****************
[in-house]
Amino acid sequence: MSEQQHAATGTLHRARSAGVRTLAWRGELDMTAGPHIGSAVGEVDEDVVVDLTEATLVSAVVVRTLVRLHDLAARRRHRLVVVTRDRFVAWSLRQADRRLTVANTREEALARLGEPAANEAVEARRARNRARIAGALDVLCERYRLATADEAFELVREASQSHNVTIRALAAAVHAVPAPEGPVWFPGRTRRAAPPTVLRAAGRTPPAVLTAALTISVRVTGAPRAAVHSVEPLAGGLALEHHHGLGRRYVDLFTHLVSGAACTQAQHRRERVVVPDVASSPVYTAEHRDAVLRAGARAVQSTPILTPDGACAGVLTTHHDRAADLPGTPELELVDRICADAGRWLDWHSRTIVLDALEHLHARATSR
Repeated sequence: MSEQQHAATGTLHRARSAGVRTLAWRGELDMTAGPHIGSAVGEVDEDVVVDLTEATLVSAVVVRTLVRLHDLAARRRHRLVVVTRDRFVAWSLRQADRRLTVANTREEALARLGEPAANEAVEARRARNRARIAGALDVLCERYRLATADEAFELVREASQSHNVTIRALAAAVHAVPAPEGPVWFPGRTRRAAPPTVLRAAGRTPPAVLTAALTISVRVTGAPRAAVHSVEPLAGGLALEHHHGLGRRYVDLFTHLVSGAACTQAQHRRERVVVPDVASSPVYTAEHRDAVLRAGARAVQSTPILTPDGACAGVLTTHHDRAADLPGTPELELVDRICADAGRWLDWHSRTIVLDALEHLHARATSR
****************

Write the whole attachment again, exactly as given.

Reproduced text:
[in-house]
Amino acid sequence: MSEQQHAATGTLHRARSAGVRTLAWRGELDMTAGPHIGSAVGEVDEDVVVDLTEATLVSAVVVRTLVRLHDLAARRRHRLVVVTRDRFVAWSLRQADRRLTVANTREEALARLGEPAANEAVEARRARNRARIAGALDVLCERYRLATADEAFELVREASQSHNVTIRALAAAVHAVPAPEGPVWFPGRTRRAAPPTVLRAAGRTPPAVLTAALTISVRVTGAPRAAVHSVEPLAGGLALEHHHGLGRRYVDLFTHLVSGAACTQAQHRRERVVVPDVASSPVYTAEHRDAVLRAGARAVQSTPILTPDGACAGVLTTHHDRAADLPGTPELELVDRICADAGRWLDWHSRTIVLDALEHLHARATSR
Repeated sequence: MSEQQHAATGTLHRARSAGVRTLAWRGELDMTAGPHIGSAVGEVDEDVVVDLTEATLVSAVVVRTLVRLHDLAARRRHRLVVVTRDRFVAWSLRQADRRLTVANTREEALARLGEPAANEAVEARRARNRARIAGALDVLCERYRLATADEAFELVREASQSHNVTIRALAAAVHAVPAPEGPVWFPGRTRRAAPPTVLRAAGRTPPAVLTAALTISVRVTGAPRAAVHSVEPLAGGLALEHHHGLGRRYVDLFTHLVSGAACTQAQHRRERVVVPDVASSPVYTAEHRDAVLRAGARAVQSTPILTPDGACAGVLTTHHDRAADLPGTPELELVDRICADAGRWLDWHSRTIVLDALEHLHARATSR